Here are more things to keep in mind:
The Four M's of Espresso: 1) the Macinazione is the grinder, and with it, the correct grinding of the coffee beans; 2) the Miscela is the coffee beans/blend itself; 3) the Macchina is the espresso machine; and 4) the Mano is the skilled hand of the barista.
All four are important. Nothing is more important than the grinder.
/ / / / /
Babbie's Rule of Fifteens: -- Green (unroasted) coffee beans should be roasted within 15 months, or they go stale. -- Roasted coffee beans should be ground within 15 days, or they go stale. -- Ground coffee should be used within 15 minutes, or it goes stale.
You cannot expect to make decent (let alone great) espresso without a grinder.
The least expensive (new) espresso machines I feel comfortable in recommending sell for $375-429. The least expensive (new) grinders I feel comfortable in recommending sell in the $300-500 range.
For $150 total? You can try eBay or craigslist, but I think you'll more in the "thrift store/garage sale" realm.
Markarian Senior Member Joined: 27 Jun 2012 Posts: 658 Location: Seattle Area Expertise: I love coffee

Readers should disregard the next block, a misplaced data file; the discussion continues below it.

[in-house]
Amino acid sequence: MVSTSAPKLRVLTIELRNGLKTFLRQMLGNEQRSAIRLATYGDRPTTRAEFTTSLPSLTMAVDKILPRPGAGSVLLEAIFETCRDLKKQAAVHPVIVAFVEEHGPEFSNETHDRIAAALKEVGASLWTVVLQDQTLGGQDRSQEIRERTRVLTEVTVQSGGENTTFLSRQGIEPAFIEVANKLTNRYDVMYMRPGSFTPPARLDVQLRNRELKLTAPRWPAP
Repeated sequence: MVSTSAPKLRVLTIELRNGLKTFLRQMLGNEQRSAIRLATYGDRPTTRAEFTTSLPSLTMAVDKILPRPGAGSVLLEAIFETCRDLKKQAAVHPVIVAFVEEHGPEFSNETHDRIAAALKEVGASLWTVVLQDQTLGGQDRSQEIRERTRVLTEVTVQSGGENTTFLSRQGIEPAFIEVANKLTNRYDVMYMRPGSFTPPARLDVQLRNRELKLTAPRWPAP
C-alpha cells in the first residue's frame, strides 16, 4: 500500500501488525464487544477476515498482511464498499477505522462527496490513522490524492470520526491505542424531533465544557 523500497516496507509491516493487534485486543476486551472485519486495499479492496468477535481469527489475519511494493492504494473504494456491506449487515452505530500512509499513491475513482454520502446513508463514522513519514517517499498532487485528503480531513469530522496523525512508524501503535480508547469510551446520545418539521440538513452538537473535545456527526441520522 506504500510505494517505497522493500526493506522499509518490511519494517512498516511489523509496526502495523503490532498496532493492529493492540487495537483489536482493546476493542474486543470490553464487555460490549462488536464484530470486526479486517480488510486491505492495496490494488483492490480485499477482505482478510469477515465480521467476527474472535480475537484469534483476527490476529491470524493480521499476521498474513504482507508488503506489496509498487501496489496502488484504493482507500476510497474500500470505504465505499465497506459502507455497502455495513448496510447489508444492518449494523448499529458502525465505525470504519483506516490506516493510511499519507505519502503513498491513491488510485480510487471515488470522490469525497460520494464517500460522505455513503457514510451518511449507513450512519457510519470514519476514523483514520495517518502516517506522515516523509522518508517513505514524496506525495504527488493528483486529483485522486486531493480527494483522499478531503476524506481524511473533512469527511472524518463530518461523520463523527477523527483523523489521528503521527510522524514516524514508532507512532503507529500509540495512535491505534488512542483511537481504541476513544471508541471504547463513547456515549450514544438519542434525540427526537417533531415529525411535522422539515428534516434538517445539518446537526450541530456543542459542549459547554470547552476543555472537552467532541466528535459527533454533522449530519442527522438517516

Espresso: ECM Technika IV Profi WT-WC Grinder: Baratza Forte AP, HG One Vac Pot: Bunn Trifecta MB Drip: Moka, Aeropress, Hario V60 Roaster: Behmor 1600
Posted Sat Dec 29, 2012, 10:59am Subject: Re: Between these 2 expresso machines, which one should I purchase?
Used Starbucks Barista/Estro Profi/Estro Vapore/Rio Vapore/Saeco Classico/Saeco Aroma/Saeco Via Venezia/Proteo Barista (these are all essentially the same thing). Check Craigslist, you'll probably find at least one or two. Also, pick up a Hario Skerton hand grinder for under $40 on Amazon. It may fall within your budget and provide you a surprisingly decent espresso for the money. The Saeco's can be upgraded to non-pressurized portafilters and made to make a respectable cup, depending on your determination and skill level. Good luck!
It's even got an adorable (if slightly messy) burr grinder in it to get you started, as well as a real steam wand that will help you learn to steam lattes, rather than a panarello. This machine will kick the butt of both the ones you mentioned.